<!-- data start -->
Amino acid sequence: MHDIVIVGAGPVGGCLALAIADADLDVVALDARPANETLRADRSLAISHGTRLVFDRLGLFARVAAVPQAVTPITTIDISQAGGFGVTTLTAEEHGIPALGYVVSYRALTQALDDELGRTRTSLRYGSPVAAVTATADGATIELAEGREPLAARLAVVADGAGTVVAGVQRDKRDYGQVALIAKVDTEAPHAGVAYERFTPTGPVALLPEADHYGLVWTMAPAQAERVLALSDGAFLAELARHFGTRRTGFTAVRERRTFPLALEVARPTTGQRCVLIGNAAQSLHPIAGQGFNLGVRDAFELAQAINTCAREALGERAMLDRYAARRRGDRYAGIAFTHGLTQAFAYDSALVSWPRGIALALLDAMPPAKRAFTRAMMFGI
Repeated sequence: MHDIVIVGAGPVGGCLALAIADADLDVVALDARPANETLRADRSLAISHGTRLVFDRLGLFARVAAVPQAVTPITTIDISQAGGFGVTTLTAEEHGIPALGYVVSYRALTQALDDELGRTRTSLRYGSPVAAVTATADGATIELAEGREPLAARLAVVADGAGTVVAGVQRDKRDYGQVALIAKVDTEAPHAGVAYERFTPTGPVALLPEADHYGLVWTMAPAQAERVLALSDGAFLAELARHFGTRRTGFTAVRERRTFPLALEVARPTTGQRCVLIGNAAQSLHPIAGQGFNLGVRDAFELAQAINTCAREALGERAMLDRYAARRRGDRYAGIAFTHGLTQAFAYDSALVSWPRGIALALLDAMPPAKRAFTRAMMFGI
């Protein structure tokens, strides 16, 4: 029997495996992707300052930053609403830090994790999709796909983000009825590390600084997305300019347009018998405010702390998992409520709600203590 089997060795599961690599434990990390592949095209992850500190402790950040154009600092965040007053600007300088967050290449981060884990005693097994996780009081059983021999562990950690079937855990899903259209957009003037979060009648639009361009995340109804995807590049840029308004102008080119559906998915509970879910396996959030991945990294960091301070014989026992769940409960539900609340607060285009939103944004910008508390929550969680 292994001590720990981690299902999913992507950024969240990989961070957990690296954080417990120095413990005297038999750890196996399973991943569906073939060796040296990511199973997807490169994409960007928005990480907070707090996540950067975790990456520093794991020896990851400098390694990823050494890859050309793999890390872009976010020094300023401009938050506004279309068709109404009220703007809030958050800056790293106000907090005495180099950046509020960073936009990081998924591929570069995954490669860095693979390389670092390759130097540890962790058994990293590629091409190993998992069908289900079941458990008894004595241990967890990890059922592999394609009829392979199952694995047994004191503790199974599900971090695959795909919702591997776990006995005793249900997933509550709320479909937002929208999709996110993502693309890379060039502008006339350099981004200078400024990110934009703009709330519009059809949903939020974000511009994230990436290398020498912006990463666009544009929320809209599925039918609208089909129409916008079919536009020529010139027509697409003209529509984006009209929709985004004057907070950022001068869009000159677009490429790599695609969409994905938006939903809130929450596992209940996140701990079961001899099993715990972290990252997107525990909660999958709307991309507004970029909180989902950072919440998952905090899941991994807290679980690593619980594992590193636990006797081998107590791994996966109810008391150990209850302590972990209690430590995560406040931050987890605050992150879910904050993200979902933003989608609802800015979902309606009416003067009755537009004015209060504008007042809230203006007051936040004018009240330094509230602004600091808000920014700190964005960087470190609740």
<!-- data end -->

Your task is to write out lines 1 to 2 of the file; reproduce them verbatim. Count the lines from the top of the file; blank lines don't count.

Amino acid sequence: MHDIVIVGAGPVGGCLALAIADADLDVVALDARPANETLRADRSLAISHGTRLVFDRLGLFARVAAVPQAVTPITTIDISQAGGFGVTTLTAEEHGIPALGYVVSYRALTQALDDELGRTRTSLRYGSPVAAVTATADGATIELAEGREPLAARLAVVADGAGTVVAGVQRDKRDYGQVALIAKVDTEAPHAGVAYERFTPTGPVALLPEADHYGLVWTMAPAQAERVLALSDGAFLAELARHFGTRRTGFTAVRERRTFPLALEVARPTTGQRCVLIGNAAQSLHPIAGQGFNLGVRDAFELAQAINTCAREALGERAMLDRYAARRRGDRYAGIAFTHGLTQAFAYDSALVSWPRGIALALLDAMPPAKRAFTRAMMFGI
Repeated sequence: MHDIVIVGAGPVGGCLALAIADADLDVVALDARPANETLRADRSLAISHGTRLVFDRLGLFARVAAVPQAVTPITTIDISQAGGFGVTTLTAEEHGIPALGYVVSYRALTQALDDELGRTRTSLRYGSPVAAVTATADGATIELAEGREPLAARLAVVADGAGTVVAGVQRDKRDYGQVALIAKVDTEAPHAGVAYERFTPTGPVALLPEADHYGLVWTMAPAQAERVLALSDGAFLAELARHFGTRRTGFTAVRERRTFPLALEVARPTTGQRCVLIGNAAQSLHPIAGQGFNLGVRDAFELAQAINTCAREALGERAMLDRYAARRRGDRYAGIAFTHGLTQAFAYDSALVSWPRGIALALLDAMPPAKRAFTRAMMFGI